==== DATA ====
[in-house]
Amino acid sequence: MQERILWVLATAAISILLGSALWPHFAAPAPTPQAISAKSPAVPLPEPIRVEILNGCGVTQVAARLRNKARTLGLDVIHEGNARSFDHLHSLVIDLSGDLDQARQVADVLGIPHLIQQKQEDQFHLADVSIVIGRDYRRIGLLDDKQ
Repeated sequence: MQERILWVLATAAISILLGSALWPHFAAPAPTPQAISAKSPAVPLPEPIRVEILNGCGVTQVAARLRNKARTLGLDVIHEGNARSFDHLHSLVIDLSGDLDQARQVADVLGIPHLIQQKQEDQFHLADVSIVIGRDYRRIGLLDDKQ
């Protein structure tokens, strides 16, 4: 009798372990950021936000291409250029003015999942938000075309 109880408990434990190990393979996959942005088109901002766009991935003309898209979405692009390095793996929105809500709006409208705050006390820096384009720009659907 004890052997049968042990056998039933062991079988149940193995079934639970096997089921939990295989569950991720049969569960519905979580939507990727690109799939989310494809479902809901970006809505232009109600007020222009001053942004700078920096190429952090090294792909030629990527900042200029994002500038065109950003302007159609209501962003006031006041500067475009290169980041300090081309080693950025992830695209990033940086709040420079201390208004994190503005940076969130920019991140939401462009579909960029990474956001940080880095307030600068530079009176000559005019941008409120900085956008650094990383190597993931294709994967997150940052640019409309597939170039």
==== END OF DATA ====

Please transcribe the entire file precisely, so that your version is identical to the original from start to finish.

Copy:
[in-house]
Amino acid sequence: MQERILWVLATAAISILLGSALWPHFAAPAPTPQAISAKSPAVPLPEPIRVEILNGCGVTQVAARLRNKARTLGLDVIHEGNARSFDHLHSLVIDLSGDLDQARQVADVLGIPHLIQQKQEDQFHLADVSIVIGRDYRRIGLLDDKQ
Repeated sequence: MQERILWVLATAAISILLGSALWPHFAAPAPTPQAISAKSPAVPLPEPIRVEILNGCGVTQVAARLRNKARTLGLDVIHEGNARSFDHLHSLVIDLSGDLDQARQVADVLGIPHLIQQKQEDQFHLADVSIVIGRDYRRIGLLDDKQ
């Protein structure tokens, strides 16, 4: 009798372990950021936000291409250029003015999942938000075309 109880408990434990190990393979996959942005088109901002766009991935003309898209979405692009390095793996929105809500709006409208705050006390820096384009720009659907 004890052997049968042990056998039933062991079988149940193995079934639970096997089921939990295989569950991720049969569960519905979580939507990727690109799939989310494809479902809901970006809505232009109600007020222009001053942004700078920096190429952090090294792909030629990527900042200029994002500038065109950003302007159609209501962003006031006041500067475009290169980041300090081309080693950025992830695209990033940086709040420079201390208004994190503005940076969130920019991140939401462009579909960029990474956001940080880095307030600068530079009176000559005019941008409120900085956008650094990383190597993931294709994967997150940052640019409309597939170039």